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Forest clearing is an enormous source of global warming, contributing about 15% of annual greenhouse gas emissions. Most clearing occurs in developing countries that have limited resources and regulatory capacity. Since these countries also focus on poverty alleviation, their support for forest conservation will be weak as long as forested land has a higher market value in other uses. Under these conditions, many proprietors will continue clearing their forested land unless they are given conservation payments that match or exceed the opportunity cost of the land. This economic insight has led the UN to establish UN-REDD (Reducing Emissions from Deforestation and Forest Degradation in Developing Countries), a program that helps countries prepare for an eventual direct compensation scheme for forest conservation.
The first prototype for REDD operations is the World Bank’s Forest Carbon Partnership Facility (FCPF), launched at the UN’s Bali conference on climate change in December, 2007. Target capitalization for this prototype facility is over $300 million. However, the UNFCCC estimates that full conservation of remaining forests in the tropics and subtropics will require $12.2 billion annually. A compact negotiated this year in Copenhagen may support an expansion of UN-REDD to this scale, because carbon emissions abatement from forest conservation is much lower-cost than abating emissions from fossil fuels (Stern, 2006). The UNFCCC’s estimate of CO2 emissions from forest-burning (5.8 Gt) implies an average abatement cost of only $2.10/tonne (at an annual payment of $12.2 billion).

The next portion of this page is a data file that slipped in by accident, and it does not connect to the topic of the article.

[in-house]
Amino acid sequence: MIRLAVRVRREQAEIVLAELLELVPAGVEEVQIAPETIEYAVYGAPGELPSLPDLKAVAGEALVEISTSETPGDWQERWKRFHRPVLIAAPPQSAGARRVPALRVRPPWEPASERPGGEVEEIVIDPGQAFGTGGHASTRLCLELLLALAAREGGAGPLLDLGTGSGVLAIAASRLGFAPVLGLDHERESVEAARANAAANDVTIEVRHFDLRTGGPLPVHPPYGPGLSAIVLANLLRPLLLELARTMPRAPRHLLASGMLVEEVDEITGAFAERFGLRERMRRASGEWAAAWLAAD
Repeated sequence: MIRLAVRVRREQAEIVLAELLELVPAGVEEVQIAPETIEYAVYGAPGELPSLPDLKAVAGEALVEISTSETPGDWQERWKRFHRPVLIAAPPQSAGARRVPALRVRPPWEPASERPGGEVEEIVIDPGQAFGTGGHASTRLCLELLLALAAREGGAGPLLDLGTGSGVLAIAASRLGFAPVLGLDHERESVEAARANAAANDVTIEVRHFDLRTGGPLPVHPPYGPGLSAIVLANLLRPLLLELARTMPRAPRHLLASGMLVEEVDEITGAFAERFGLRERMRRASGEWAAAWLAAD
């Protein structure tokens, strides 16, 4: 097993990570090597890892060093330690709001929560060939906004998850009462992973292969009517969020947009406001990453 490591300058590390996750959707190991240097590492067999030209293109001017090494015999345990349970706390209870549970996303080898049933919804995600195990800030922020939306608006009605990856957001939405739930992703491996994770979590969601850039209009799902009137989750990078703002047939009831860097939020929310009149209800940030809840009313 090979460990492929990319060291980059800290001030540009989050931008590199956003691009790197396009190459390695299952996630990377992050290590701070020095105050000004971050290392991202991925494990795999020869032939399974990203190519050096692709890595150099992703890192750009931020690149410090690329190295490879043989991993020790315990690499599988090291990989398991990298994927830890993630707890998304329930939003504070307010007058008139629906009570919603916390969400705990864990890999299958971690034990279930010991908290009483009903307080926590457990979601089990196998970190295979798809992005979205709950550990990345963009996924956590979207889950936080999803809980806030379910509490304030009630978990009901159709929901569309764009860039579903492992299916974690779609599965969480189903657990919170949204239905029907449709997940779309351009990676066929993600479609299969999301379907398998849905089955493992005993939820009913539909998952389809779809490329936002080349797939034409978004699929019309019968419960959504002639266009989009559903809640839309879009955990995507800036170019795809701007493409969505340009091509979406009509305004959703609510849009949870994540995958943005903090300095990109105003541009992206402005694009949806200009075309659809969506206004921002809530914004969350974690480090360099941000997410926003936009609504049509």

Sustained international support for such enormous payment flows will hinge on the operational credibility of REDD programs. For accountability, the global community will need access to a monitoring system that provides detailed, accurate and timely identification of deforestation in conservation-payment areas. To ensure the broadest access and credibility, the monitoring system should use transparent methods to filter publicly-available data for accurate deforestation signals. Its outputs should be made freely available online.
To assist the international community in meeting this challenge, CGD is building and testing a prototype system called FORMA (Forest Monitoring for Action). Financial support for our project has been provided by the Government of Denmark. FORMA utilizes data from the Moderate Resolution Imaging Spectroradiometer (MODIS), which operates on NASA’s Terra and Aqua (EOS PM) satellites. Although its data-processing techniques are relatively complex, FORMA is based on a common-sense observation: Tropical deforestation involves the burning of biomass and a pronounced change in vegetation color, as the original forest is cleared and replaced by pastures, croplands or plantations. Accordingly, FORMA constructs deforestation indicators from MODIS information on the incidence of fires and changes in vegetation color. Then it calibrates to local deforestation by fitting a statistical model that relates the MODIS-based indicator values to the best available information on actual deforestation in each area.